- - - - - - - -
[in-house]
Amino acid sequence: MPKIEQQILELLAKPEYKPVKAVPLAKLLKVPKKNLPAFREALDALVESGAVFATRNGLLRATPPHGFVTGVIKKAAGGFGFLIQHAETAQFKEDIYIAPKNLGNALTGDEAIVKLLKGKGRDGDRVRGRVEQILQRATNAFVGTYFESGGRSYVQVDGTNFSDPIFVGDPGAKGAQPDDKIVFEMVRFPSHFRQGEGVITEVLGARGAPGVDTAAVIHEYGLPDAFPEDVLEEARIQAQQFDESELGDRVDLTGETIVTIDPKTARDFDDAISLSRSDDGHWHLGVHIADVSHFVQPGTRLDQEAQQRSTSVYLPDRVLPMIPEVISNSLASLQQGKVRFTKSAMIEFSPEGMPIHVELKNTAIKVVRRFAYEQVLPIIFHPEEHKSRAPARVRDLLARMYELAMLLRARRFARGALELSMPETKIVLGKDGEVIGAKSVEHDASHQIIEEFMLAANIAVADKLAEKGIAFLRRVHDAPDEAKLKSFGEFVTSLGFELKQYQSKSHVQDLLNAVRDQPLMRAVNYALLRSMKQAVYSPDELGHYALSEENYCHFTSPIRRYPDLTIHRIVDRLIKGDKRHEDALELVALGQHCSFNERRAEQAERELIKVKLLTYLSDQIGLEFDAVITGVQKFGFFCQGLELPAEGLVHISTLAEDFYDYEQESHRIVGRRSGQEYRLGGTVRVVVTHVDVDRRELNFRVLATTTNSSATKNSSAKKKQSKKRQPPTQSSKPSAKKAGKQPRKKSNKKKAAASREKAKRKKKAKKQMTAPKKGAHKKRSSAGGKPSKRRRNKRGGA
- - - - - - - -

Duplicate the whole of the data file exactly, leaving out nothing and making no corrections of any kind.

[in-house]
Amino acid sequence: MPKIEQQILELLAKPEYKPVKAVPLAKLLKVPKKNLPAFREALDALVESGAVFATRNGLLRATPPHGFVTGVIKKAAGGFGFLIQHAETAQFKEDIYIAPKNLGNALTGDEAIVKLLKGKGRDGDRVRGRVEQILQRATNAFVGTYFESGGRSYVQVDGTNFSDPIFVGDPGAKGAQPDDKIVFEMVRFPSHFRQGEGVITEVLGARGAPGVDTAAVIHEYGLPDAFPEDVLEEARIQAQQFDESELGDRVDLTGETIVTIDPKTARDFDDAISLSRSDDGHWHLGVHIADVSHFVQPGTRLDQEAQQRSTSVYLPDRVLPMIPEVISNSLASLQQGKVRFTKSAMIEFSPEGMPIHVELKNTAIKVVRRFAYEQVLPIIFHPEEHKSRAPARVRDLLARMYELAMLLRARRFARGALELSMPETKIVLGKDGEVIGAKSVEHDASHQIIEEFMLAANIAVADKLAEKGIAFLRRVHDAPDEAKLKSFGEFVTSLGFELKQYQSKSHVQDLLNAVRDQPLMRAVNYALLRSMKQAVYSPDELGHYALSEENYCHFTSPIRRYPDLTIHRIVDRLIKGDKRHEDALELVALGQHCSFNERRAEQAERELIKVKLLTYLSDQIGLEFDAVITGVQKFGFFCQGLELPAEGLVHISTLAEDFYDYEQESHRIVGRRSGQEYRLGGTVRVVVTHVDVDRRELNFRVLATTTNSSATKNSSAKKKQSKKRQPPTQSSKPSAKKAGKQPRKKSNKKKAAASREKAKRKKKAKKQMTAPKKGAHKKRSSAGGKPSKRRRNKRGGA